Predict. What might be an example of a “low” animal? The Lowest Animal (1896)
What’s Twain’s thesis? (the main argument he is proposing) 1 I have been studying the traits and dispositions1 of the lower animals (so-called), and contrasting them with the traits and dispositions of man. I find the result humiliating to me. For it obliges2 me to renounce3 my allegiance to the Darwinian theory of the Ascent of Man from the Lower Animals4, since it now seems plain to me that that theory ought to be vacated in favor of a new and truer one, this new and truer one to be named the Descent of Man from the Higher Animals.
What does Twain do to establish his credibility (ETHOS APPEAL) with his reader in this paragraph?
2 In proceeding toward this unpleasant conclusion, I have not guessed or speculated or conjectured, but have used what is commonly called the scientific method5. That is to say, I have subjected every postulate6 that presented itself to the crucial test of actual experiment and have adopted it or rejected it according to the result. Thus, I verified and established each step of my course in its turn before advancing to the next. These experiments were made in the London Zoological Gardens and covered many months of painstaking and fatiguing work….
Take notes on the following:
1) The purpose of Twain’s experiment (Not the result. What question is he asking?)
2) Paraphrase Twain’s experiment. What did he actually do?
3 …Some of my experiments were quite curious. In the course of my reading I had come across a case where, many years ago, some hunters on our Great Plains organized a buffalo hunt for the entertainment of an English earl7. They had charming sport. They killed seventy-two of those great animals and ate part of one of them and left the seventy-one to rot. In order to determine the difference between an anaconda8 and an earl--if any--I caused seven young calves to be turned into the anaconda’s cage. The grateful reptile immediately crushed one of them and swallowed it, then lay back satisfied. It showed no further interest in the calves, and no disposition to harm them. I tried this experiment with other anacondas, always with the same result. The fact stood proven that the difference between an earl and an anaconda is that the earl is cruel and the anaconda isn’t; and that the earl wantonly9 destroys what he has no use for, but the anaconda doesn’t. This seemed to suggest that the anaconda was not descended from the earl. It also seemed to suggest that the earl was descended from the anaconda, and had lost a good deal in the transition.
Based on the results of his experiment, paraphrase Twain’s conclusion.
In paragraph 4, what specific details make us suspect this may be satire? What seems funny or not-so-scientific about Twain’s description of the “subjects” of his experiment? 4 I was aware that many men who have accumulated more millions of money than they can ever use have shown a rabid hunger for more, and have not scrupled10 to cheat the ignorant and the helpless out of their poor servings in order to partially appease11 that appetite. I furnished a hundred different kinds of wild and tame animals the opportunity to accumulate vast stores of food, but none of them would do it. The squirrels and bees and certain birds made accumulations, but stopped when they had gathered a winter supply, and could not be persuaded to add to it either honestly or by chicane12. In order to bolster up a tottering reputation, the ant pretended to store up supplies, but I was not deceived. I know the ant. These experiments convinced me that there is this difference between man and the higher animals: he is avaricious13 and miserly14; they are not.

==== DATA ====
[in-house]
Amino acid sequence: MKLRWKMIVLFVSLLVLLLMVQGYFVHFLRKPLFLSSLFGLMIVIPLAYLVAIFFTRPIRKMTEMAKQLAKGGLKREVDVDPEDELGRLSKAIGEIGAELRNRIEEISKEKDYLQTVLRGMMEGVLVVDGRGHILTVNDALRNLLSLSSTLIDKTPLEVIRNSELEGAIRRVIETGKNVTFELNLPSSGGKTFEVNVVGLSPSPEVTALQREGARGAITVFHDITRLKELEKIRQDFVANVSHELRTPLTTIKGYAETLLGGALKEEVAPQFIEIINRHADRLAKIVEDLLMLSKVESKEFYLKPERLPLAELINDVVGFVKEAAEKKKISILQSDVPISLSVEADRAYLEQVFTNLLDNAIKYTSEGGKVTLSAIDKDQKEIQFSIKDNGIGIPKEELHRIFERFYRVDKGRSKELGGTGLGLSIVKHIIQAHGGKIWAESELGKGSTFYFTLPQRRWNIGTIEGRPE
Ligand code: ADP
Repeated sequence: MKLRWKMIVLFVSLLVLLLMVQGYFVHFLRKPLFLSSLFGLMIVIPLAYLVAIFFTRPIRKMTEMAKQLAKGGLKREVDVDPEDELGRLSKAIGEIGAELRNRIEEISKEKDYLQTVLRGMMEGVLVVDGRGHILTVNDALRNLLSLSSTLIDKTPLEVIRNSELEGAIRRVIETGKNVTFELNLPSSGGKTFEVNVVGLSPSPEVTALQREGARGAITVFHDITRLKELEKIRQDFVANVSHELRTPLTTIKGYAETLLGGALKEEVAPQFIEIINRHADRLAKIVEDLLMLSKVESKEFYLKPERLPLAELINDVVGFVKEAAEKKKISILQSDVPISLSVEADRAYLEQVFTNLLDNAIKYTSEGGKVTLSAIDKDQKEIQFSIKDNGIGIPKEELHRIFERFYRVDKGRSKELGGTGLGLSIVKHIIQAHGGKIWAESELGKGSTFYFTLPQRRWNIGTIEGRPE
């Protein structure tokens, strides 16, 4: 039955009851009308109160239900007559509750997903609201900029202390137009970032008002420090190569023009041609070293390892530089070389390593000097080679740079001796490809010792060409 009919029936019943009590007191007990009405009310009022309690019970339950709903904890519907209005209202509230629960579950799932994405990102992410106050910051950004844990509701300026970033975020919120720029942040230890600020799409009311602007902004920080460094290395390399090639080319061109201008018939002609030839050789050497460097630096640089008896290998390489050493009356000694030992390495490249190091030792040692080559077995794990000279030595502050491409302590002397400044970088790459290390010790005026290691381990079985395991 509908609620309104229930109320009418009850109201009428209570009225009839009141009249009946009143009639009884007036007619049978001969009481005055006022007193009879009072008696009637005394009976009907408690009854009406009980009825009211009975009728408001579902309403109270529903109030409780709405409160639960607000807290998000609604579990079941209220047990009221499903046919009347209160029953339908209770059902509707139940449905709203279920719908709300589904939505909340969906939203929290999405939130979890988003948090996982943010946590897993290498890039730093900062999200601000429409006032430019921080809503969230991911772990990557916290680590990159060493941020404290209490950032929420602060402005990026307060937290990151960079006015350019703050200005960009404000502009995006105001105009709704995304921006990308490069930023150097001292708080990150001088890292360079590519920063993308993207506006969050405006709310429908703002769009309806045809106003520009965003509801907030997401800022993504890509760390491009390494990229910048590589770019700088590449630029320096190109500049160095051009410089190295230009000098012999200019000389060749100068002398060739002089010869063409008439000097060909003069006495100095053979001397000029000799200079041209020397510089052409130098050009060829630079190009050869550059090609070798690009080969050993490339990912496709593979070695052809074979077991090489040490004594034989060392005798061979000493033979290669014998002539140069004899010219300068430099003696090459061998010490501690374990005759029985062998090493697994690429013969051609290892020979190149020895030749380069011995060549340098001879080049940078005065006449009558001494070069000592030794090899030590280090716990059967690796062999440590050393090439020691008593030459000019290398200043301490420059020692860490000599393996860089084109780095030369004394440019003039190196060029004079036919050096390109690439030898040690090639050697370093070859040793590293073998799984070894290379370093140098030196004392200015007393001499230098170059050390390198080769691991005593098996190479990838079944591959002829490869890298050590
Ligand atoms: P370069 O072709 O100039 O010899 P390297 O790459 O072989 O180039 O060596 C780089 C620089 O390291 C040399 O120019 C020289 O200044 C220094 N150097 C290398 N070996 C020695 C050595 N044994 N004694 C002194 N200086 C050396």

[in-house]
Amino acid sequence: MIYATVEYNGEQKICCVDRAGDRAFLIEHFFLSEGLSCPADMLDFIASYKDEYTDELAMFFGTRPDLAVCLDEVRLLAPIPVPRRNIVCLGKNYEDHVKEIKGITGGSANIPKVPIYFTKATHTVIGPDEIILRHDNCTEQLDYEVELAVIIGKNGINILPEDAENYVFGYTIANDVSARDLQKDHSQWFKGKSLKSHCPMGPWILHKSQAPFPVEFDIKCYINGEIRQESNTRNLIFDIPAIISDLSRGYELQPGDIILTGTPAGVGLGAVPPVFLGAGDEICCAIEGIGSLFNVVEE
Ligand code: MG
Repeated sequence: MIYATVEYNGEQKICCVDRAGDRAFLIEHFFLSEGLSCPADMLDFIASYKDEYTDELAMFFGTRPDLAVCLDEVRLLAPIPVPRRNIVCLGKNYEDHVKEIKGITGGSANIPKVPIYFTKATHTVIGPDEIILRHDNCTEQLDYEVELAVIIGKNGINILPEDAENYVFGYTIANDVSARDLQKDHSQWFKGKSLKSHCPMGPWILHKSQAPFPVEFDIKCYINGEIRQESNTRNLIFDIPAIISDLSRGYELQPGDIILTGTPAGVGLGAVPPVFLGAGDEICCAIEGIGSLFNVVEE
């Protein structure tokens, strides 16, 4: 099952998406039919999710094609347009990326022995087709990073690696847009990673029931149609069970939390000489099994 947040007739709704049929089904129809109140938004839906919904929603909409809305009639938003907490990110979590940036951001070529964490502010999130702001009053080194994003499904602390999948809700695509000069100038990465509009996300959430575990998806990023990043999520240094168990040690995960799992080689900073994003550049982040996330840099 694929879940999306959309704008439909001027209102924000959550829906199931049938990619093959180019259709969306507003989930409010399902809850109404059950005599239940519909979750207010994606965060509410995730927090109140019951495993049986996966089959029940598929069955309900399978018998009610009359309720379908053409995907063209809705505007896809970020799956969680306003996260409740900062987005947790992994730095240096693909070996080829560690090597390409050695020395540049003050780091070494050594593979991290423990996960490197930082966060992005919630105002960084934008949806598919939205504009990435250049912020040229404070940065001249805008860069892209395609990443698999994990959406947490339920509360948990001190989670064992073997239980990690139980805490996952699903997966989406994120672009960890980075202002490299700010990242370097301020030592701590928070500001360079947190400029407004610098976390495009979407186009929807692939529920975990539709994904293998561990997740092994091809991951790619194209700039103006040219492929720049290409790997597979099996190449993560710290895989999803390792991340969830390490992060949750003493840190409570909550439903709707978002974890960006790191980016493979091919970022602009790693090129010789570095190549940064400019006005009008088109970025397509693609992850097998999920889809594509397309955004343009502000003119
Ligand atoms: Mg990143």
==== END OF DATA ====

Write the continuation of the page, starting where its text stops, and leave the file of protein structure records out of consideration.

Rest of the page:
Paraphrase the main idea of this paragraph 5 In the course of my experiments I convinced myself that among the animals man is the only one that harbors15 insults and injuries, broods over them, waits till a chance offers, then takes revenge. The passion of revenge is unknown to the higher animals.
By comparing man to roosters, what specific flaws in human behavior is Twain highlighting? (Focus on how we are different from roosters)
6 Roosters keep harems16, but it is by consent of their concubines17; therefore, no wrong is done. Men keep harems but it is by brute force, privileged by atrocious laws which the other sex was allowed no hand in making. In this matter man occupies a far lower place than the rooster.
By comparing humans to cats, what flaw in human behavior is Twain exposing? 7 Cats are loose in their morals, but not consciously so. Man, in his descent from the cat, has brought the cats looseness with him but has left the unconsciousness behind--the saving grace which excuses the cat. The cat is innocent; man is not.
In your own words, describe the flaw in human behavior Twain is exposing. 8 Indecency, vulgarity, obscenity---these are strictly confined to man; he invented them. Among the higher animals there is no trace of them. They hide nothing; they are not ashamed. Man, with his soiled mind, covers himself. He will not even enter a drawing room with his breast and back naked, so alive are he and his mates to indecent suggestion. Man is The Animal that Laughs. But so does the monkey, as Mr. Darwin pointed out, and so does the Australian bird that is called the laughing jackass. No--Man is the Animal that Blushes. He is the only one that does it--or has occasion to.
By comparing us to cats, what point is Twain making about the motives for human cruelty? 9 …Of all the animals, man is the only one that is cruel. He is the only one that inflicts pain for the pleasure of doing it. It is a trait that is not known to the higher animals. The cat plays with the frightened mouse; but she has this excuse, that she does not know that the mouse is suffering. The cat is moderate--inhumanly moderate: she only scares the mouse, she does not hurt it; she doesn’t dig out its eyes, or tear off its skin, or drive splinters under its nails) man--fashion; when she is done playing with it, she makes a sudden meal of it and puts it out of its trouble. Man is the Cruel Animal. He is alone in that distinction.
Why is the second half of this paragraph an example of LOGOS appeal? (Show me you remember what this appeal is about!) Paraphrase the main idea of this paragraph 10 The higher animals engage in individual fights, but never in organized masses. Man is the only animal that deals in that atrocity of atrocities, War. He is the only one that gathers his brethren18 about him and goes forth in cold blood and with calm pulse to exterminate his kind. He is the only animal that for sordid19 wages will march out, as the Hessians20 did in our Revolution, and as the boyish Prince Napoleon did in the Zulu war21, and help to slaughter strangers of his own species who have done him no harm and with whom he has no quarrel.